HILO, HI (PISCES PR) — Masten Space Systems together with Pacific International Center for Exploration Systems (PISCES) has been awarded a NASA Small Business Technology Transfer (STTR) Phase 1 grant of up to $125,000 to develop a low-energy, additive construction method for the moon and Mars.
When humans go back to the moon, they will need materials to build shelter, infrastructure and crucial components for survival and operations. Not only that, but they will need an energy-efficient technique that takes raw materials and turns them into usable products—all in the vacuum of space.
PISCES has been researching such a technique using volcanic basalt and a novel binding agent. The STTR project proposes advancing and validating a novel binder-regolith composite for construction applications, and developing an effective extruder that can withstand the harsh lunar and Martian environments.
The composite materials will undergo structural testing at PISCES and the University of Hawaii at Manoa and be subjected to static rocket fire testing at Masten to assess their integrity as a launch and landing pad material.
Masten and PISCES will negotiate a 13-month contract with NASA before the award is granted and work begins. If selected for a Phase 2 award, the project would build and test the prototyped extruder (created in Phase 1) using the additive manufacturing method proposed.
STTR PHASE 1 AWARD
Amount: up to $125,000
Duration: 13 months
Low-Energy Additive Construction for the Moon and Mars
Subtopic Title: Surface Construction
Masten Space Systems, Inc.
Pacific International Space Center for Exploration Systems (PISCES)
Principal Investigator: Matthew Kuhns
Estimated Technology Readiness Level (TRL) :
Dust mitigation on the lunar surface is an early priority for permanent or long-term lunar and Martian outposts. The physical characteristics of regolith on the lunar surface, along with its lack of an atmosphere and low gravity make the fine particles a hazard for equipment and operations on the moon. Mars presents similar hazards with its low-pressure atmosphere and reduced gravity. Regolith ejected from landers upon landing or taking off represent the highest risk due to the high exhaust velocities.
To mitigate high-velocity regolith from being ejected into adjacent areas, landing and launch pads require surface stabilization. Due to the large mass required and high payload costs, methods that incorporate ISRU have the potential to present a lower-cost and more efficient option for planetary vonstruction.
Past work by PISCES, in conjunction with NASA SwampWorks and Honeybee Robotics, has focused on sintering basalt without binders. This method has proven successful, but the high energy and the need for consumable high-temperature molds would incur substantial energy and payload costs.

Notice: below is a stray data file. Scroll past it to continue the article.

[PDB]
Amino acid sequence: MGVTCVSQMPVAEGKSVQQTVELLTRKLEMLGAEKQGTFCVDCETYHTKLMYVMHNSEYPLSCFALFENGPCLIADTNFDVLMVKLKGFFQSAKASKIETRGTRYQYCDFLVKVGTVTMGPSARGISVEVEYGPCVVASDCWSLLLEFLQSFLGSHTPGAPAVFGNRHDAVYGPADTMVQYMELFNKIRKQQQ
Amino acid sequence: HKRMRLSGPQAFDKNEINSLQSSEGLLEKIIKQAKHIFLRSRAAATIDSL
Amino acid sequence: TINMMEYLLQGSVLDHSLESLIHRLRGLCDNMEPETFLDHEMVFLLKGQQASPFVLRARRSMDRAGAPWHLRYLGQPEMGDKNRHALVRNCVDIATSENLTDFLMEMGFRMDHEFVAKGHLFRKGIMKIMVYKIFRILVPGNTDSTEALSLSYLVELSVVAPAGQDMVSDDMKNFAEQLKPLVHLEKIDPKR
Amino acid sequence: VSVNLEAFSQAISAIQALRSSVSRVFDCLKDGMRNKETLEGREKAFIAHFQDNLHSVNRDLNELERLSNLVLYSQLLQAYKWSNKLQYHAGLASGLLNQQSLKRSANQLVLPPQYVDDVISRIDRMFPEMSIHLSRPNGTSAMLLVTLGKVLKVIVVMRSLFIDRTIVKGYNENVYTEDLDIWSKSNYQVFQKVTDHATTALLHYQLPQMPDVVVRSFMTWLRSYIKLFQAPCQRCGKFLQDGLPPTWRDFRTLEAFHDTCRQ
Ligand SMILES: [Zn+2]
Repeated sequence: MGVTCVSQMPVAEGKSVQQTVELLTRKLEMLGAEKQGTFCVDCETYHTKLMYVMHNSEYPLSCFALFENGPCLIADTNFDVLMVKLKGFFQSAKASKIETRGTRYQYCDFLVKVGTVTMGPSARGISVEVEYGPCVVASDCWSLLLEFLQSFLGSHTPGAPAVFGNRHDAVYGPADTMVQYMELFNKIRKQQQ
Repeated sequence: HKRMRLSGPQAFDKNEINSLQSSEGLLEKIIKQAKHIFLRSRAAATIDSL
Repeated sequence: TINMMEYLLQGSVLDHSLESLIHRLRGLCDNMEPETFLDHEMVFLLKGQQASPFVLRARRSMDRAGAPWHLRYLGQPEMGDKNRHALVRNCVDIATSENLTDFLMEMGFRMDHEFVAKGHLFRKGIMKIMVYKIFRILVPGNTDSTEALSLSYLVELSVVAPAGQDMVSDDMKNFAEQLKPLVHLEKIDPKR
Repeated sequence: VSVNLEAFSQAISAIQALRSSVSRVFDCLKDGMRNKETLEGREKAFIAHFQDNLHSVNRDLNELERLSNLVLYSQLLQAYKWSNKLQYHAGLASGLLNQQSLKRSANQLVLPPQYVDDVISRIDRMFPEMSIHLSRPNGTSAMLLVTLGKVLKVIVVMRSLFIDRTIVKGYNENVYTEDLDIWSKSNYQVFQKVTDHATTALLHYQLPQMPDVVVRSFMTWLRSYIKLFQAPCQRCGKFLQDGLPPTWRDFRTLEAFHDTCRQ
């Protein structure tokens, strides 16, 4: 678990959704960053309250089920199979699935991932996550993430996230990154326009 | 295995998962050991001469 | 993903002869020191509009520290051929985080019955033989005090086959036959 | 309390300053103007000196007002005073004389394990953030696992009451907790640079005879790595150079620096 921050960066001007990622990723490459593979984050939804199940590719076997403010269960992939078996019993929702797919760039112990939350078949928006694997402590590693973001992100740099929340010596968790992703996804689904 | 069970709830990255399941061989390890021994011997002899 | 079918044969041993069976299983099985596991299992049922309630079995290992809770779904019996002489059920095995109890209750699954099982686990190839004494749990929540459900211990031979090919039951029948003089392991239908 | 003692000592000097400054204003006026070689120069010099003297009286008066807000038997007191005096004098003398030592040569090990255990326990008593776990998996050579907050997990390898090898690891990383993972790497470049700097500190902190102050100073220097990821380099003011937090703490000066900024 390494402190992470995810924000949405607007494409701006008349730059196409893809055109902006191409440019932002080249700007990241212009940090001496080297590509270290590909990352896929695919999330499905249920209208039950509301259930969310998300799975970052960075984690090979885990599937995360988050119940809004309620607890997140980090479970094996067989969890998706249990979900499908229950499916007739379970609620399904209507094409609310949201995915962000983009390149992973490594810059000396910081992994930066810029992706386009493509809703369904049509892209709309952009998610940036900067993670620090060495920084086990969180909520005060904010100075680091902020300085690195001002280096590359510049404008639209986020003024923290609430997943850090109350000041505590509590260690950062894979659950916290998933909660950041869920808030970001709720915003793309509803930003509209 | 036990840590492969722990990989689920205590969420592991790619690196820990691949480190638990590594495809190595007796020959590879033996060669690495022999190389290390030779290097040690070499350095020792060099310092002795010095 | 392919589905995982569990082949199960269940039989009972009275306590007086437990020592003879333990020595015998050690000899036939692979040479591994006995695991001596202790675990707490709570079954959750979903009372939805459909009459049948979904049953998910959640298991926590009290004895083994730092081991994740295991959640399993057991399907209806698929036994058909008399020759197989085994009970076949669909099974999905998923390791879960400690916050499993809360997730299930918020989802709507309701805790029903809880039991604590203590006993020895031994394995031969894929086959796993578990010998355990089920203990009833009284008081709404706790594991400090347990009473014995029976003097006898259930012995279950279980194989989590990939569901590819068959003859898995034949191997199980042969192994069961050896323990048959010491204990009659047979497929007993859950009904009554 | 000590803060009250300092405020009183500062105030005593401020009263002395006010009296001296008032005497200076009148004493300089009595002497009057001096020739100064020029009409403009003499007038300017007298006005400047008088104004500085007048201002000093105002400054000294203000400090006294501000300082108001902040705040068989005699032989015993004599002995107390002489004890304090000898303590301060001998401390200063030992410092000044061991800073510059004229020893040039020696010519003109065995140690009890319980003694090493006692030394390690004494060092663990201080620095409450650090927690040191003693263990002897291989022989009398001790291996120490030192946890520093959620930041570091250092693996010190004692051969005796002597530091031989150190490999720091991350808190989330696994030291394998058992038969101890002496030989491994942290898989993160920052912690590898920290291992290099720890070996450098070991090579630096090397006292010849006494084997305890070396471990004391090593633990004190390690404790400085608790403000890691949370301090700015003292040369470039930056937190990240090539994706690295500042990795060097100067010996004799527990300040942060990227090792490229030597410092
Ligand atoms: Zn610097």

Recent work done by PISCES evaluated the use of a binder in an aqueous solution that eliminates the problem of high energy input required for the process. The use of this binder has allowed for a reduction of the sintering temperature of the basalt, but most importantly, it cures into a structurally viable material under a vacuum and in CO2. This can be a game changer that allows for the regolith binder mix to be used in additive construction operations without the need for additional heat or consumable molds.
This proposal leverages Masten Space Systems’ work on the effects of PSI on surface erosion with their hot plume sample interaction testing and PISCES’ work on basalt-binder composites.
This proposal will advance and validate this novel binder-regolith composite for surface construction and develop an effective composite extruder for the relevant environments.
Potential NASA Applications
The proposed innovation addresses a number of NASA objectives.This proposal addresses several technologies relevant to NASA as outlined in the 2020 NASA Technology Taxonomy. The process fits within TX07.2.3 Surface Construction and Assembly. Additionally, this proposal directly addresses TX13.4.6 Ground Analogs for Space/Surface Systems, touches upon TX12.1.4 Materials for Extreme Environments, and SKG Theme 3. The primary use would be for the Artemis program supporting human landings.
Potential Non-NASA Applications
Potential non-NASA markets include lunar and Martian infrastructure for commercial providers, non-terrestrial production of heat shields and radiation shielding. Potential terrestrial markets are tiles and countertops, and as a sintered product, refractory tiles for launch pads and furnaces.